Her performance that evening stuck in the mind, but not I hasten to add for the right reasons. Such was the overbearing arrogance on display I made a mental note: whatever Anna Soubry MP believes, whatever she espouses, however she behaves, be sure to do the precise opposite. Seldom had I witnessed condescension on the scale it was being displayed on the BBC panel show.
There was something quite chilling about this woman, the disdainful manner in which she expressed her always trenchant opinions left no doubt: Anna Soubry is right, everybody else is therefore by definition wrong. Indeed, she conducted herself throughout the programme with a level of pomposity that seemed absurd, but the true extent of her disdain only emerged when she locked horns with fellow panellist, the historian David Starkey.
A question posed which referred to a recent case where a (female) pupil had 'groomed' a (male) teacher had Soubry bristling with indignation as the historian gave his thoughts on the matter. Was a sixteen year old girl capable of seducing an older man? Mr Starkey thought so. Soubry however vehemently disagreed, and proceeded to roll her eyes, tut, sigh and generally do whatever she could to sabotage Starkey's meditations.
Her fellow panellist daring to have a different opinion, Soubry lurched from annoyance to petulance. The MP would simply not brook any form of dissent. It was an astonishing example of intolerance.
When the case in question had come to court Mrs Justice Greenberg, the presiding judge, had heard the full facts of the case and had ruled accordingly. The sixteen-year old pupil had been described by friends as 'intelligent and manipulative.' Moreover, the judge had also heard testimony that the student had 'stalked' the man in question, a forty-four year old Religious Studies teacher. A sexual relationship had thereafter developed.
The point to note is that Mrs Justice Greenberg had heard witness and expert testimony pertaining to the case. Anna Soubry had not. Nonetheless, with an evangelical gleam in her eye the MP for Broxtowe declared unequivocally that no, a sixteen year old girl could not possibly seduce an older man. It was simply impossible. Thus, the guilty party in Soubry's opinion must have been the male party, and only he. End of story.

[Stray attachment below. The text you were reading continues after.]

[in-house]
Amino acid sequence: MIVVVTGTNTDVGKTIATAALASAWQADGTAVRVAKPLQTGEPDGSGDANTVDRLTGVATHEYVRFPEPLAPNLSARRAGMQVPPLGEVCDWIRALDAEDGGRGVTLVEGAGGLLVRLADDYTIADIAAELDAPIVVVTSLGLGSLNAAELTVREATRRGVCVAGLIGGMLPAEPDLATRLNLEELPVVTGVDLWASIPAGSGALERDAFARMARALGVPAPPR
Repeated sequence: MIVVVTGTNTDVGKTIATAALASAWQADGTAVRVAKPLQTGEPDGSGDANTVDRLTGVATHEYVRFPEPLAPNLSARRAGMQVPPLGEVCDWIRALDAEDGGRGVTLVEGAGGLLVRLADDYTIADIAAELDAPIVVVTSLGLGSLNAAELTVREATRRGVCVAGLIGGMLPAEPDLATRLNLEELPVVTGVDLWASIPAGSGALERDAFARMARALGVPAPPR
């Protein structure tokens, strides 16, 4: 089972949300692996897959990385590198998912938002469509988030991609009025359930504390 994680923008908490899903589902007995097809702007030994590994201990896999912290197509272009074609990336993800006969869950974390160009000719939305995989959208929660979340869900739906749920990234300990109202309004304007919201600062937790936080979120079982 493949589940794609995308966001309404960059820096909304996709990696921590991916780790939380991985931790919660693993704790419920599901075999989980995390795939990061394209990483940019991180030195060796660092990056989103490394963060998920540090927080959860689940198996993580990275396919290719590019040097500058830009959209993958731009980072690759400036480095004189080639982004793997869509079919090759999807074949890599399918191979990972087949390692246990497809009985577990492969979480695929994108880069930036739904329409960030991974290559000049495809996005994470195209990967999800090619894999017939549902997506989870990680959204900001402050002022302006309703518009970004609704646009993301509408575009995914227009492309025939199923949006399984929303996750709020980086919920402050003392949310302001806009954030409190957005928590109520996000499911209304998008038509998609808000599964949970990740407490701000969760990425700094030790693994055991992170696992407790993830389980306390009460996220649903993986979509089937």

But David Starkey did not see things this way; nor in fact had the judge. Justice Greenberg had also noted that the teacher had 'in no way encouraged the pupil.' As difficult as it appeared for some to accept, the court ruled that the teenager had not only been a willing partner, but had clearly played a major role in initiating the liaison.
While Starkey attempted to articulate the point that sexually precocious teenage girls are more than capable of seducing older men, Anna Soubry huffed and puffed. Starkey was wrong. The judge had also been wrong. Presumaby, the witnesses must also have been wrong, the experts too. Thanks to the MP's sustained histrionics the historian eventually gave up. There was no reasoning with this woman. Starkey sought refuge in a glass of water.
It had been a remarkable encounter. Soubry had prevailed not through dint of superior argument or evidence, but through what is often termed passive aggressive bullying. She had played to the crowd. The MP had simply railroaded her opponent into
submission. Facts had not mattered. Miss Soubry's instinct had proved more than adequate, her display of moral outrage ensuring that Starkey dared not raise his head above the parapet again on this particular topic.
That fixed eye, strident voice and authoritative mannerism has since been deployed in the Brexit affair to equally good effect. When Anna Soubry resurfaced as a cheerleader for the Remain side of the debate, recalling her strident appearance on the Question Time panel that night, the triumph of emotion over reason, I instantly became not just a Leave supporter but a hardcore Eurosceptic to boot.
Why? Simply because I know Anna Soubry is always wrong. Don't ask me why, I just know it.